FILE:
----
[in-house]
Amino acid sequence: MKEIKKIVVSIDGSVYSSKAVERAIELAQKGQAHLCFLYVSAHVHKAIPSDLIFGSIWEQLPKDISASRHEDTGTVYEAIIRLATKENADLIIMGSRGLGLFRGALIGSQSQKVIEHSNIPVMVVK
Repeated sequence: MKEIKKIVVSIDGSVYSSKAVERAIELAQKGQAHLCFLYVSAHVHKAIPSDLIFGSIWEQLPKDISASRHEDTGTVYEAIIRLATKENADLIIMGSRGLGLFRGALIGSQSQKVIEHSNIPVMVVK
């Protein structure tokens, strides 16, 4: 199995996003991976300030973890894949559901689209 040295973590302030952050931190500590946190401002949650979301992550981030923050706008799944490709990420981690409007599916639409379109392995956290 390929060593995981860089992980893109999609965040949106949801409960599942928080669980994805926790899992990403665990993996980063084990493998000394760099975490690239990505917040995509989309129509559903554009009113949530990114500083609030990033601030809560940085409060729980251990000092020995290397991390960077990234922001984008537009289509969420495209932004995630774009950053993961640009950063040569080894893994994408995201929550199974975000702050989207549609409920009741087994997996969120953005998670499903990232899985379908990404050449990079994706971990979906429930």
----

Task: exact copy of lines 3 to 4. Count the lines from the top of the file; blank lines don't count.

Repeated sequence: MKEIKKIVVSIDGSVYSSKAVERAIELAQKGQAHLCFLYVSAHVHKAIPSDLIFGSIWEQLPKDISASRHEDTGTVYEAIIRLATKENADLIIMGSRGLGLFRGALIGSQSQKVIEHSNIPVMVVK
């Protein structure tokens, strides 16, 4: 199995996003991976300030973890894949559901689209 040295973590302030952050931190500590946190401002949650979301992550981030923050706008799944490709990420981690409007599916639409379109392995956290 390929060593995981860089992980893109999609965040949106949801409960599942928080669980994805926790899992990403665990993996980063084990493998000394760099975490690239990505917040995509989309129509559903554009009113949530990114500083609030990033601030809560940085409060729980251990000092020995290397991390960077990234922001984008537009289509969420495209932004995630774009950053993961640009950063040569080894893994994408995201929550199974975000702050989207549609409920009741087994997996969120953005998670499903990232899985379908990404050449990079994706971990979906429930």